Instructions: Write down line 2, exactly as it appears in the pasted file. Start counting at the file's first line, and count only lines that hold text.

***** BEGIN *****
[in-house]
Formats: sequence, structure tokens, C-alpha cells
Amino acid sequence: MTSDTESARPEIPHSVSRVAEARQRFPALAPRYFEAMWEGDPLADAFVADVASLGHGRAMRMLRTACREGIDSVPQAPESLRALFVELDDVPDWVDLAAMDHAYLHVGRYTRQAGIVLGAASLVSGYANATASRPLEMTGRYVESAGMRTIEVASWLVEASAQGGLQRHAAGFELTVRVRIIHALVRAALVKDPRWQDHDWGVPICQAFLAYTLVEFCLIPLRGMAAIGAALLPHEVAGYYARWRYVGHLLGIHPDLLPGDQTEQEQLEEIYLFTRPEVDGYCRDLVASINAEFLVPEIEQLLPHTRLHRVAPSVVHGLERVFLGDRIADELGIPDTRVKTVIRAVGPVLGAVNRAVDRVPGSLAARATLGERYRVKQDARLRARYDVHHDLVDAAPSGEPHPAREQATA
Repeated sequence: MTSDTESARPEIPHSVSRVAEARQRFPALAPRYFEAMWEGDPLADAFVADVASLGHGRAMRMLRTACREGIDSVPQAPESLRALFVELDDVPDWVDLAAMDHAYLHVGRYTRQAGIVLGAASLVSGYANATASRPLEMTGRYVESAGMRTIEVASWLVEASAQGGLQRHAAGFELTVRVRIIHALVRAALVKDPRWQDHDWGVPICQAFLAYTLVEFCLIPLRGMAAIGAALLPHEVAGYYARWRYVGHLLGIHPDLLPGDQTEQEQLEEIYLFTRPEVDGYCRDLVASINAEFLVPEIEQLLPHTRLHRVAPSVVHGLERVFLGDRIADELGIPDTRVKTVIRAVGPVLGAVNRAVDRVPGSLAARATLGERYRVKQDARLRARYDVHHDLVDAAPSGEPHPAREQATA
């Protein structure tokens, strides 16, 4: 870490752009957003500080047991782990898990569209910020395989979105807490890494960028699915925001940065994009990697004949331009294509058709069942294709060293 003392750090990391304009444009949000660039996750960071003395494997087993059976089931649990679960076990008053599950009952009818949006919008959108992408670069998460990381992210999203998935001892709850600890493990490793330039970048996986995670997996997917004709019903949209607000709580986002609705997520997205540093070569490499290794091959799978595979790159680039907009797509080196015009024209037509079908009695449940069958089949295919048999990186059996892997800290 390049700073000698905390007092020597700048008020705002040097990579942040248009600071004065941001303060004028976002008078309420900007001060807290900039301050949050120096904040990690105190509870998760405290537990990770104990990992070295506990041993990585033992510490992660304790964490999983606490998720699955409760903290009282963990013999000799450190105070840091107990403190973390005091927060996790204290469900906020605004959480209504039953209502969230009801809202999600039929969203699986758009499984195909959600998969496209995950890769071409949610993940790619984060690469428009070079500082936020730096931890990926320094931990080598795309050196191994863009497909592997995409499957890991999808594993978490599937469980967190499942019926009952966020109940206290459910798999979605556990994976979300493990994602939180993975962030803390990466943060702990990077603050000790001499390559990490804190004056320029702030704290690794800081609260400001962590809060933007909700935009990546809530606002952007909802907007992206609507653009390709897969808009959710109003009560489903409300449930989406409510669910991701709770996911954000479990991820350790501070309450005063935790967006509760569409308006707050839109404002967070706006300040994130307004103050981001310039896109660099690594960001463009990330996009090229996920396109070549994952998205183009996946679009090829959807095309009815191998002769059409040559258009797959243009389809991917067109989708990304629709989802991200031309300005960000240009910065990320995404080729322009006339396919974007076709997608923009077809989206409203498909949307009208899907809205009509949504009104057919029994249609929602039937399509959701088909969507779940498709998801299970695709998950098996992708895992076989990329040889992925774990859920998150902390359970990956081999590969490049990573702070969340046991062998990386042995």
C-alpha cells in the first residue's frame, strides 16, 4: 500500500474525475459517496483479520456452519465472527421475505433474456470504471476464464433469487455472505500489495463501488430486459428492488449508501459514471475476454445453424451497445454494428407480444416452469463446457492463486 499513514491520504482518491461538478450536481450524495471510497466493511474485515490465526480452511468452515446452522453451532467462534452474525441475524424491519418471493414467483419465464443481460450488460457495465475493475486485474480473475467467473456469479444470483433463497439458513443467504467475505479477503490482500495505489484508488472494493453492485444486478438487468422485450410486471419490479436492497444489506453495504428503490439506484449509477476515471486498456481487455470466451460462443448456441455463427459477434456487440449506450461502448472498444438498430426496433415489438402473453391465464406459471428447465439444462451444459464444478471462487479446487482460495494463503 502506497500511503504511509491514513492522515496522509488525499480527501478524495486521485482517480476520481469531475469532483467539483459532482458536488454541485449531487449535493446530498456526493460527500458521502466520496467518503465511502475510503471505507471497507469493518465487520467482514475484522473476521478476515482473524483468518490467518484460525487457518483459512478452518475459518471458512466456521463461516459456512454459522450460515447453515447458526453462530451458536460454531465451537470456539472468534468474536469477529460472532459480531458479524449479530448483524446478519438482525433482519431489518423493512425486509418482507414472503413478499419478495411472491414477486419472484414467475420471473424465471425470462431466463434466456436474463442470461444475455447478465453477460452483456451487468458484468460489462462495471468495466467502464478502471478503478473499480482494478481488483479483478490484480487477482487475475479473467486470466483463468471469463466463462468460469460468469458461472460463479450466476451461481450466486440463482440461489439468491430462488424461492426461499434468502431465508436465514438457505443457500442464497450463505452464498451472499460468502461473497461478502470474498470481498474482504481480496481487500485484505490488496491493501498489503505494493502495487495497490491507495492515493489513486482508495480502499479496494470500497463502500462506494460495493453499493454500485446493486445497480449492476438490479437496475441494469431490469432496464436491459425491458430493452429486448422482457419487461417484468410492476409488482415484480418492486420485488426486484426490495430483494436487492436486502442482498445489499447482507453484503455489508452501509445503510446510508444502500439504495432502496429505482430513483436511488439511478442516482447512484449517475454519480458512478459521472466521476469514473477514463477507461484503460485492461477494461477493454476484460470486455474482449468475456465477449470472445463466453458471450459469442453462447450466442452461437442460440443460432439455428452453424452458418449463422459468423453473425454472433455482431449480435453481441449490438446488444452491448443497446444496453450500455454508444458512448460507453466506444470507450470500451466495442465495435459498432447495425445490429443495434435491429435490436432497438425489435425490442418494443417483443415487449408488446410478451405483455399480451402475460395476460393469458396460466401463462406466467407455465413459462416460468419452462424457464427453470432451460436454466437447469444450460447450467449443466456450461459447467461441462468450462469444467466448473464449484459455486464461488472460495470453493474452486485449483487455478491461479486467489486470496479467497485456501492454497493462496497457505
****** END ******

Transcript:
Formats: sequence, structure tokens, C-alpha cells